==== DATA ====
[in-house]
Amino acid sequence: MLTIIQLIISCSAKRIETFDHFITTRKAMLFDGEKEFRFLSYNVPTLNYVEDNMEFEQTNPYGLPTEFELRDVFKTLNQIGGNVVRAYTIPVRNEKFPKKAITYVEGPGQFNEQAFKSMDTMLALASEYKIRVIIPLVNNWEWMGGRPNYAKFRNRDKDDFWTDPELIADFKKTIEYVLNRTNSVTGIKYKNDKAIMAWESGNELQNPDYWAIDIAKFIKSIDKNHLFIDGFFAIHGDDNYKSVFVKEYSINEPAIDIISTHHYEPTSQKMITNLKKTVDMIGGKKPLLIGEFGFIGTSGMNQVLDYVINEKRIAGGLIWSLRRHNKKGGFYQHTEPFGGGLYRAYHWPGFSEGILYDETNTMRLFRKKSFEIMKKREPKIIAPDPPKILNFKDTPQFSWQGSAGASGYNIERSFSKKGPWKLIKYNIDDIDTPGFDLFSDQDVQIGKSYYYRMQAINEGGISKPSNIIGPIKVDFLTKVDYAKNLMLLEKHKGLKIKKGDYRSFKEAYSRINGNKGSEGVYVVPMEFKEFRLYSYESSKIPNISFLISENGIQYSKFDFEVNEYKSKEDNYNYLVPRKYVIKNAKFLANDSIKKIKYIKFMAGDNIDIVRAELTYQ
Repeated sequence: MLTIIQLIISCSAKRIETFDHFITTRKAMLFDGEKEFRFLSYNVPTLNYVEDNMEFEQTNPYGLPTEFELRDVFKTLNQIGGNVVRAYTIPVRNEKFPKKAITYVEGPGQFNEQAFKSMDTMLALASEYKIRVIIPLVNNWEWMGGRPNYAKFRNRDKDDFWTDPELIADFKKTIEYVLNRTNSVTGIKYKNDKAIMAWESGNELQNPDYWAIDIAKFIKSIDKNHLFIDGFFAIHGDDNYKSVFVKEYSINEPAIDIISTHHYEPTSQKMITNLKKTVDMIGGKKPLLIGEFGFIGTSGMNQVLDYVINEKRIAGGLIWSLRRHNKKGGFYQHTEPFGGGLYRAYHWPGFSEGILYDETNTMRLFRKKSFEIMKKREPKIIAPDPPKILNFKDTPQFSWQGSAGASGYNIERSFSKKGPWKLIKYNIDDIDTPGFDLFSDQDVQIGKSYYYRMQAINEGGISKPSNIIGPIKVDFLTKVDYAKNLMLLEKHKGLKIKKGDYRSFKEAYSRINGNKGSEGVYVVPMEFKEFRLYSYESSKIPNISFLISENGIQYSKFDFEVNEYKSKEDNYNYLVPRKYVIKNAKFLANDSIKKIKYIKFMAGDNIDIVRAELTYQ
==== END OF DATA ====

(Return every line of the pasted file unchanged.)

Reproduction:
[in-house]
Amino acid sequence: MLTIIQLIISCSAKRIETFDHFITTRKAMLFDGEKEFRFLSYNVPTLNYVEDNMEFEQTNPYGLPTEFELRDVFKTLNQIGGNVVRAYTIPVRNEKFPKKAITYVEGPGQFNEQAFKSMDTMLALASEYKIRVIIPLVNNWEWMGGRPNYAKFRNRDKDDFWTDPELIADFKKTIEYVLNRTNSVTGIKYKNDKAIMAWESGNELQNPDYWAIDIAKFIKSIDKNHLFIDGFFAIHGDDNYKSVFVKEYSINEPAIDIISTHHYEPTSQKMITNLKKTVDMIGGKKPLLIGEFGFIGTSGMNQVLDYVINEKRIAGGLIWSLRRHNKKGGFYQHTEPFGGGLYRAYHWPGFSEGILYDETNTMRLFRKKSFEIMKKREPKIIAPDPPKILNFKDTPQFSWQGSAGASGYNIERSFSKKGPWKLIKYNIDDIDTPGFDLFSDQDVQIGKSYYYRMQAINEGGISKPSNIIGPIKVDFLTKVDYAKNLMLLEKHKGLKIKKGDYRSFKEAYSRINGNKGSEGVYVVPMEFKEFRLYSYESSKIPNISFLISENGIQYSKFDFEVNEYKSKEDNYNYLVPRKYVIKNAKFLANDSIKKIKYIKFMAGDNIDIVRAELTYQ
Repeated sequence: MLTIIQLIISCSAKRIETFDHFITTRKAMLFDGEKEFRFLSYNVPTLNYVEDNMEFEQTNPYGLPTEFELRDVFKTLNQIGGNVVRAYTIPVRNEKFPKKAITYVEGPGQFNEQAFKSMDTMLALASEYKIRVIIPLVNNWEWMGGRPNYAKFRNRDKDDFWTDPELIADFKKTIEYVLNRTNSVTGIKYKNDKAIMAWESGNELQNPDYWAIDIAKFIKSIDKNHLFIDGFFAIHGDDNYKSVFVKEYSINEPAIDIISTHHYEPTSQKMITNLKKTVDMIGGKKPLLIGEFGFIGTSGMNQVLDYVINEKRIAGGLIWSLRRHNKKGGFYQHTEPFGGGLYRAYHWPGFSEGILYDETNTMRLFRKKSFEIMKKREPKIIAPDPPKILNFKDTPQFSWQGSAGASGYNIERSFSKKGPWKLIKYNIDDIDTPGFDLFSDQDVQIGKSYYYRMQAINEGGISKPSNIIGPIKVDFLTKVDYAKNLMLLEKHKGLKIKKGDYRSFKEAYSRINGNKGSEGVYVVPMEFKEFRLYSYESSKIPNISFLISENGIQYSKFDFEVNEYKSKEDNYNYLVPRKYVIKNAKFLANDSIKKIKYIKFMAGDNIDIVRAELTYQ